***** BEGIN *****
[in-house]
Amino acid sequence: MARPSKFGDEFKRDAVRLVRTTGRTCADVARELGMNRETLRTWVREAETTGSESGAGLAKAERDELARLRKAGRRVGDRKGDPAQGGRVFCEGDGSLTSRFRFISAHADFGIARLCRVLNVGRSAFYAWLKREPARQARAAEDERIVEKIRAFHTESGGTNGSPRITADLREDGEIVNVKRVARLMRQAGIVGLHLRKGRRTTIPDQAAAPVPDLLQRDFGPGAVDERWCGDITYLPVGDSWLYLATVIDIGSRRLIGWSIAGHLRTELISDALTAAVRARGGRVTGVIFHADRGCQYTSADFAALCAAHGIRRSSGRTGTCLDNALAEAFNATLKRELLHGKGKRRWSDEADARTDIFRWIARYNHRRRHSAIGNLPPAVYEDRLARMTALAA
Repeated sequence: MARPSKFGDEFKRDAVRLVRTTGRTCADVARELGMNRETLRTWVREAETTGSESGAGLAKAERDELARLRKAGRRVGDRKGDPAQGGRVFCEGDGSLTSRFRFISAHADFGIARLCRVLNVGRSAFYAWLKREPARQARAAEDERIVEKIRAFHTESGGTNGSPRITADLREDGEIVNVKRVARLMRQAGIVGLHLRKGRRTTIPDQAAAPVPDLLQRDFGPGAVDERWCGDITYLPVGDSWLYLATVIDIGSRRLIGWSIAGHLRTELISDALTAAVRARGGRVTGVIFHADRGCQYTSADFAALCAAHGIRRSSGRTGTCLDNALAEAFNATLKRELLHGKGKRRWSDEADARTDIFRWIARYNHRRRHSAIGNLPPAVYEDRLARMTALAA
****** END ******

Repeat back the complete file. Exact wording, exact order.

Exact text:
[in-house]
Amino acid sequence: MARPSKFGDEFKRDAVRLVRTTGRTCADVARELGMNRETLRTWVREAETTGSESGAGLAKAERDELARLRKAGRRVGDRKGDPAQGGRVFCEGDGSLTSRFRFISAHADFGIARLCRVLNVGRSAFYAWLKREPARQARAAEDERIVEKIRAFHTESGGTNGSPRITADLREDGEIVNVKRVARLMRQAGIVGLHLRKGRRTTIPDQAAAPVPDLLQRDFGPGAVDERWCGDITYLPVGDSWLYLATVIDIGSRRLIGWSIAGHLRTELISDALTAAVRARGGRVTGVIFHADRGCQYTSADFAALCAAHGIRRSSGRTGTCLDNALAEAFNATLKRELLHGKGKRRWSDEADARTDIFRWIARYNHRRRHSAIGNLPPAVYEDRLARMTALAA
Repeated sequence: MARPSKFGDEFKRDAVRLVRTTGRTCADVARELGMNRETLRTWVREAETTGSESGAGLAKAERDELARLRKAGRRVGDRKGDPAQGGRVFCEGDGSLTSRFRFISAHADFGIARLCRVLNVGRSAFYAWLKREPARQARAAEDERIVEKIRAFHTESGGTNGSPRITADLREDGEIVNVKRVARLMRQAGIVGLHLRKGRRTTIPDQAAAPVPDLLQRDFGPGAVDERWCGDITYLPVGDSWLYLATVIDIGSRRLIGWSIAGHLRTELISDALTAAVRARGGRVTGVIFHADRGCQYTSADFAALCAAHGIRRSSGRTGTCLDNALAEAFNATLKRELLHGKGKRRWSDEADARTDIFRWIARYNHRRRHSAIGNLPPAVYEDRLARMTALAA